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academy

academy  

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Overview Page
The philosophical school of Plato; Akadēmeia was the name of the garden where Plato originally taught, named after the hero Akadēmos.
actor-network theory

actor-network theory  

(ANT),insists that researchers should refute all pre-given distinction between classes of possible actors, rejecting artificial divides such as local/global, agency/structure, natural/social, and so ...
Auguste Comte

Auguste Comte  

(1798 –1857)A French philosopher who, with Claude-Henri Saint-Simon, founded positivism as a philosophy of science, an ideology of progress, and a humanist religion. Comte also coined the term ...
belief

belief  

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Any proposition (1) that is accepted as true on the basis of inconclusive evidence. A belief is stronger than a baseless opinion but not as strong as an item of knowledge. More generally, belief is ...
clubs for music-making

clubs for music-making  

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Overview Page
Subject:
Music
Musical clubs have long played a considerable part in the cultural and social development of music among European communities. The earliest of which we have much knowledge were the German ...
community

community  

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Overview Page
Many sociological and anthropological definitions exist, but most tend to privilege some combination of small-scale, relative boundedness, strong affective ties, traditionalism, and face-to-face ...
conservatism

conservatism  

A prudent and not overoptimistic view of the state of affairs of a company or other organization. Because it is regarded as imprudent to distribute to shareholders profits that may not materialize, ...
desiring-production

desiring-production  

The term used by Gilles Deleuze and Félix Guattari in L'Anti-Oedipe (1972), translated as Anti-Oedipus (1977), for the process of desire. In spite of the title of their book, Deleuze and Guattari are ...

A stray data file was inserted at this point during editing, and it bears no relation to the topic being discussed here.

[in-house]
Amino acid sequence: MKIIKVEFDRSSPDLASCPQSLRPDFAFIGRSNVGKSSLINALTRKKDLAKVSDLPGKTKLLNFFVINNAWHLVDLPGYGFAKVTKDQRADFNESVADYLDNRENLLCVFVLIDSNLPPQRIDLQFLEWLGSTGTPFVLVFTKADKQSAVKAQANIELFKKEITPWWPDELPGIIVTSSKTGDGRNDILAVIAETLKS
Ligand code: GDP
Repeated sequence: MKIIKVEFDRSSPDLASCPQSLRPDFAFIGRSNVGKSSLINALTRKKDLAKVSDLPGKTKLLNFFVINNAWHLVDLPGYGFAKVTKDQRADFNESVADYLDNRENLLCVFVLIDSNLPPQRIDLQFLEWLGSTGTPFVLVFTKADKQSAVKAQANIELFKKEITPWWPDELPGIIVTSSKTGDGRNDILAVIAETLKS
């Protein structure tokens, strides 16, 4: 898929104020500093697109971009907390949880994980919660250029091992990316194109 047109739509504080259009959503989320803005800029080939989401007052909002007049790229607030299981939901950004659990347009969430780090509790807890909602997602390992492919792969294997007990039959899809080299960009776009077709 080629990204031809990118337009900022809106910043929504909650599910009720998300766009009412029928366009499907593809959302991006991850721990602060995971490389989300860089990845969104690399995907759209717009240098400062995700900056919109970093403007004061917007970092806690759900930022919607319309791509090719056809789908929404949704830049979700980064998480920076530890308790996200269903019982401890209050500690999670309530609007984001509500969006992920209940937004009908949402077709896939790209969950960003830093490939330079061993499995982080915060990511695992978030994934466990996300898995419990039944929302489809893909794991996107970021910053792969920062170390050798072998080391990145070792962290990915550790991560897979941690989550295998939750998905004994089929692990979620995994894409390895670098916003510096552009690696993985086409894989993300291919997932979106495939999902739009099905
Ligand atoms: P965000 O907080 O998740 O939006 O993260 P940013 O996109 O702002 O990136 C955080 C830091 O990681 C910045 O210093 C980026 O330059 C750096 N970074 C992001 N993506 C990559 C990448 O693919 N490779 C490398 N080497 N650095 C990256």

desublimation

desublimation  

Herbert Marcuse's term for the process whereby art (in the strictest sense) is rendered banal and powerless. In One-Dimensional Man (1964), his million-selling account of the changes to society ...
Émile Durkheim

Émile Durkheim  

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(1858–1917)French sociologist and one of the founding fathers of modern sociology.After he graduated from the École Normale Supérieure in Paris, Durkheim taught sociology first at the University of ...
function

function  

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Overview Page
Although the use of the concepts of function and functionalism is usually associated with the work of Talcott Parsons in modern sociology, there is a long tradition of functional explanation in ...
general will

general will  

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(French volonté générale)Term used by Rousseau to denote the will of society as manifested through its political institutions, as opposed to the ‘will of all’, which is the preference of members on ...
government

government  

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Sometimes central government only; on other occasions general government. This is the total of all levels of government, including central and local government, and state governments in federal ...
Herbert Spencer

Herbert Spencer  

(1820–1903)British philosopher and sociologist. He was an early adherent of evolutionary theory, which he set down in his Principles of Psychology (1855). Spencer embraced Darwin's theory of natural ...
historical materialism

historical materialism  

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Subject:
Philosophy
The classical Marxist view of history. It is described by Engels in the introduction to Socialism: Utopian and Scientific as seeking ‘the ultimate cause and the great moving power of all important ...
institution

institution  

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Overview Page
Subject:
Media studies
1. In most everyday usage, organizations (such as schools, banks, hospitals, prisons, and broadcasting corporations).2. (social institutions) (social sciences) A term frequently used loosely to refer ...
labelling theory

labelling theory  

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The hypothesis, which originated in sociology in the 1950s, that the social attribution of deviant identities to individuals or groups is a self-fulfilling prophecy leading to the amplification of ...
Louis Althusser

Louis Althusser  

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(1918–1990)French Marxist philosopher, whose writings were widely influential in continental philosophy until he was declared insane.Born near Algiers, Althusser studied philosophy at the École ...
misrecognition

misrecognition  

A process of self-identification in which a subject assumes an identity they mistake for their own. The concept derives from Jacques Lacan's account of the mirror stage of childhood development in ...
plural societies

plural societies  

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Societies which are divided into different linguistic, ethnic, religious, or racial groups and communities. Arguably, this description could apply to almost any society, with the result that the term ...

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